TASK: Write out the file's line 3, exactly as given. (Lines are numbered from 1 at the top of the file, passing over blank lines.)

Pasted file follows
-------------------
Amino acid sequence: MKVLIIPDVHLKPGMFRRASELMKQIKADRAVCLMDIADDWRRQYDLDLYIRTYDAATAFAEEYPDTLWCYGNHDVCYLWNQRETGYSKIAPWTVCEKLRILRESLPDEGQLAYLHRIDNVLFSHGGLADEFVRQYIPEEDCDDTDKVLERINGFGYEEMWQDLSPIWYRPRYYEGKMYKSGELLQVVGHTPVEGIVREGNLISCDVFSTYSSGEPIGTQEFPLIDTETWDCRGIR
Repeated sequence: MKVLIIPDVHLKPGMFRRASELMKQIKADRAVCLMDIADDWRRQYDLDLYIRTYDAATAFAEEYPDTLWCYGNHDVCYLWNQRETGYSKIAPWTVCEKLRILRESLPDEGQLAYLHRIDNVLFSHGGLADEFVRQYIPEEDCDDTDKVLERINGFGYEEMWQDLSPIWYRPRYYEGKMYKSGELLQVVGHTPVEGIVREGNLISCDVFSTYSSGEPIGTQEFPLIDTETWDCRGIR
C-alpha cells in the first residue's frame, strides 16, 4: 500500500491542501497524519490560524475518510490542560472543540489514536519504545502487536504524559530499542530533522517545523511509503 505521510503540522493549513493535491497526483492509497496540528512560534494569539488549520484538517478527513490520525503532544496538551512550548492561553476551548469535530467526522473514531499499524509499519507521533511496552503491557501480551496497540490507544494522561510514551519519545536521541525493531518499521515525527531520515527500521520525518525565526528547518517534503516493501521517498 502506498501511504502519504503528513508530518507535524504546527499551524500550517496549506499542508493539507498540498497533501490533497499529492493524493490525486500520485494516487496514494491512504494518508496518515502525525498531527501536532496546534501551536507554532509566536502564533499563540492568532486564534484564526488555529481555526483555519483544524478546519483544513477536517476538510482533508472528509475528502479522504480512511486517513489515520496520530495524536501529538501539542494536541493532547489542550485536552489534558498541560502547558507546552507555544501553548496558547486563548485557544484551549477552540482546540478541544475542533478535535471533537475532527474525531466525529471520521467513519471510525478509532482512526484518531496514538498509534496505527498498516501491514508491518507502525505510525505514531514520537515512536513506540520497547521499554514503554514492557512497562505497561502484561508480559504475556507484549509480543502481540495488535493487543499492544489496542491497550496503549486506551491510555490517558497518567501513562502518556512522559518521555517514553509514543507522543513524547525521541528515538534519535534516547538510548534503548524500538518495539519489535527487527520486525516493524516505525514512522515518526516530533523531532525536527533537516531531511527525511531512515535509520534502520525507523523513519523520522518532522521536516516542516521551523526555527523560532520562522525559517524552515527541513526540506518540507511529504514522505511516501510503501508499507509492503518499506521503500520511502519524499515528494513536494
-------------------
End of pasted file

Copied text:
C-alpha cells in the first residue's frame, strides 16, 4: 500500500491542501497524519490560524475518510490542560472543540489514536519504545502487536504524559530499542530533522517545523511509503 505521510503540522493549513493535491497526483492509497496540528512560534494569539488549520484538517478527513490520525503532544496538551512550548492561553476551548469535530467526522473514531499499524509499519507521533511496552503491557501480551496497540490507544494522561510514551519519545536521541525493531518499521515525527531520515527500521520525518525565526528547518517534503516493501521517498 502506498501511504502519504503528513508530518507535524504546527499551524500550517496549506499542508493539507498540498497533501490533497499529492493524493490525486500520485494516487496514494491512504494518508496518515502525525498531527501536532496546534501551536507554532509566536502564533499563540492568532486564534484564526488555529481555526483555519483544524478546519483544513477536517476538510482533508472528509475528502479522504480512511486517513489515520496520530495524536501529538501539542494536541493532547489542550485536552489534558498541560502547558507546552507555544501553548496558547486563548485557544484551549477552540482546540478541544475542533478535535471533537475532527474525531466525529471520521467513519471510525478509532482512526484518531496514538498509534496505527498498516501491514508491518507502525505510525505514531514520537515512536513506540520497547521499554514503554514492557512497562505497561502484561508480559504475556507484549509480543502481540495488535493487543499492544489496542491497550496503549486506551491510555490517558497518567501513562502518556512522559518521555517514553509514543507522543513524547525521541528515538534519535534516547538510548534503548524500538518495539519489535527487527520486525516493524516505525514512522515518526516530533523531532525536527533537516531531511527525511531512515535509520534502520525507523523513519523520522518532522521536516516542516521551523526555527523560532520562522525559517524552515527541513526540506518540507511529504514522505511516501510503501508499507509492503518499506521503500520511502519524499515528494513536494